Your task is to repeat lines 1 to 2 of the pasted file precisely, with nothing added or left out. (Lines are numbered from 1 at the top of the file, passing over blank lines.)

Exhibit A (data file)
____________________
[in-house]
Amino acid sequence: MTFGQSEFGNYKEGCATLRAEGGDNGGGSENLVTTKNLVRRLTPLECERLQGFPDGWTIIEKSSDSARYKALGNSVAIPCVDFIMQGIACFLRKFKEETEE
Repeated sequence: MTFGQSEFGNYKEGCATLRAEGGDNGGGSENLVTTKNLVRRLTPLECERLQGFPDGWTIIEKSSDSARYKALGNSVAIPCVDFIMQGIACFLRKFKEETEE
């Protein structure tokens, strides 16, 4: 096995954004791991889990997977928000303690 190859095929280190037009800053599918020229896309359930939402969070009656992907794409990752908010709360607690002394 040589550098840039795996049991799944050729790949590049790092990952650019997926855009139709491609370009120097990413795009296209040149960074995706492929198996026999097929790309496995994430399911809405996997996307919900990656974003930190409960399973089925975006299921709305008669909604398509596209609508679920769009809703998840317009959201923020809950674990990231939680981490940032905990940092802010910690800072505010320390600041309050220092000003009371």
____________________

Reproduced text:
[in-house]
Amino acid sequence: MTFGQSEFGNYKEGCATLRAEGGDNGGGSENLVTTKNLVRRLTPLECERLQGFPDGWTIIEKSSDSARYKALGNSVAIPCVDFIMQGIACFLRKFKEETEE